Opinion / ANDY Awards
W+K's Colleen DeCourcy shares the ideas with distinction and relevance she was impressed by while judging at the ANDYs
It was a mixed year for the 2013 ANDY Awards. Talented people, a diverse assortment of cultures and types of talent, and as always, a really senior group of creatives who all came with different ideas of what was great work. The ANDYs are the one show I choose to participate in for these very reasons. We argue a lot, we laugh a lot, and we reflect a lot on what it takes to cut through the clutter of advertising with truly original and smart ideas. On the flip side, it was a confusing collection of work to assess; what constitutes "great" work in an industry that has started comparing apples to bananas?
A few throughlines were evident:
The new Holy Grail was a bit of a junk drawer. Lots of shiny objects and gadgets, but not many strong ideas. I'm not referencing cadence and durability here; I'm talking about cohesive concepts that clearly differentiated one brand from another. A lot of the social ideas were rooted in speed and flattery, where we were looking for distinction and ownability. Five years have passed since brands started allocating real dollars to social media. As with the digital revolution, we're talking a better game than the work supports. However, a couple of ideas really captured me. Intel's 'The Beauty Inside' was a truly fresh take on co-creation and social story-telling. I think we'll look back on it as a model that really broke through the limitations of social news and noise.
On the other end of the spectrum was the Oreo work. People have praised its responsiveness. Personally, I was most intrigued by its construct using primarily images, while others commented on the old school print design. It worked because it created visual, passable metaphors for an inclusive world. It provided direction for all the creatives out there bemoaning the Facebook structure of storytelling. The proof that it wasn't just print advertising? It didn't really work as OOH -- it was built for the social stream.
The Guardian's Three Little Pigs. It was kind of perfect. It was slick but nimble, beautifully designed, and relied on social, but strung a really complicated and original take on an easily recognizable narrative. I loved it. It was almost too perfect in comparison with the straight up social work. The hands of the public were missing. I'm not sure if that was really a flaw or just a difference that we felt when the two approaches to social were compared side by side.
Dan Wieden's 'Make me feel something, dude' was never more true that now. Our audiences are moving past the mechanics of how and where, and looking for the beat that still goes on in all of us. 'Do I care? Do I feel something? Is it true?' P&G's Best Job did all those things.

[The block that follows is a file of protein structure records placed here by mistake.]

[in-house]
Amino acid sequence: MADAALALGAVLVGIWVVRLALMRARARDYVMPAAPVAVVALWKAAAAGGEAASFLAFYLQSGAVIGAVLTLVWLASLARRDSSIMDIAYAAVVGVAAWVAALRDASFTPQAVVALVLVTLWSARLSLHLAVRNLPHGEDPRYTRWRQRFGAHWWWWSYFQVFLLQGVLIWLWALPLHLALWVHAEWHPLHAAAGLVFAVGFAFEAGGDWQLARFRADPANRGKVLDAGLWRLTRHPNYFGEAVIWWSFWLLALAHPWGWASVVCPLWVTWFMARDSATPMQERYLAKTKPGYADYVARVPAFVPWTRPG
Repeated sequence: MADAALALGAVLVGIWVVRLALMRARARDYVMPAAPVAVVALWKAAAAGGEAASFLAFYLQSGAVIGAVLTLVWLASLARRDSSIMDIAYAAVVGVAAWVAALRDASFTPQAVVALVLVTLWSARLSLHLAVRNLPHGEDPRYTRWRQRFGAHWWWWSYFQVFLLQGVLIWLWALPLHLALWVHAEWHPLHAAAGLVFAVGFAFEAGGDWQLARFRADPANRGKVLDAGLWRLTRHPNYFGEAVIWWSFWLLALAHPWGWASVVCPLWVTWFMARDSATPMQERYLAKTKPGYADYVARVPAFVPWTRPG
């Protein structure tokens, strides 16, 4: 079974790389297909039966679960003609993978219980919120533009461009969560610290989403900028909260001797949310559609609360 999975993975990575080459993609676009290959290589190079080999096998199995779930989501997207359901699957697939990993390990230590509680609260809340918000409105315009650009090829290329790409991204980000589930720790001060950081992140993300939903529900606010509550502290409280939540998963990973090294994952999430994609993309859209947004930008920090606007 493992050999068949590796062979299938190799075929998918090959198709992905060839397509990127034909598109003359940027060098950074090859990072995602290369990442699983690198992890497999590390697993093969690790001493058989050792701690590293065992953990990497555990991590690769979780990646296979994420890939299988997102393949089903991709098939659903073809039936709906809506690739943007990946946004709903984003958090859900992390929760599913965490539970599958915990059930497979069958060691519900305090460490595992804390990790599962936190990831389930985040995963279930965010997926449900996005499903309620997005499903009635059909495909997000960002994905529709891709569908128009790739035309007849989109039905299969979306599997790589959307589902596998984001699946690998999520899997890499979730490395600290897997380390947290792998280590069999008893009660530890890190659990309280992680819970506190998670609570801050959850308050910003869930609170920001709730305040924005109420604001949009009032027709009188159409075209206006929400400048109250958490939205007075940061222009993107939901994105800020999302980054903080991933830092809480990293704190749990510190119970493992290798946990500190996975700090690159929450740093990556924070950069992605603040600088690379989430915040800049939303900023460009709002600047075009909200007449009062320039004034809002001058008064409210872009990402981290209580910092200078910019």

There were a lot of questions about whether an idea was truly new. As we turn the corner on almost 10 years of digital innovation and exploration, it appears that a great idea can still be great without being new. It's the basis of the way we've communicated for generations. Some ideas are just true. Doing them better than anyone else is what works.
One of the judges asked at one point, 'what are we looking for here? A lot of this work would have been golden 10 years ago.' I'm not sure if we know the answer to that. What are our expectations of print today?
The battle of the sexes
Axe's High Maintenance Girl proved yet again that there is gold in the differences between human beings.
Agencies like Barton Graff 3000 and Wieden+Kennedy, New York, showed us once again that really good comedy works better than all the Likes, two-way conversations, and apps that our industry's creative brains can muster. This is linked to emotion, the point above.
Product innovation as a framework for advertising
Nike's Fuel Band is still capturing a lot of attention and spawning good work. Is it advertising? No, and yes. Does it capture our imaginations? Definitely.
The takeaway for me was that advertising does work. It's not dying. In fact, I saw strong evidence that real ideas are retrenching. We should drop our self-loathing and focus our innovative minds on what our clients need from us: ideas with distinction and relevance. Innovation has become our industry's code word for 'We've lost faith in what we do.' The ANDYs are a global view on why we can be proud of the culture we help create.
Colleen DeCourcy is the co-executive creative director at Wieden + Kennedy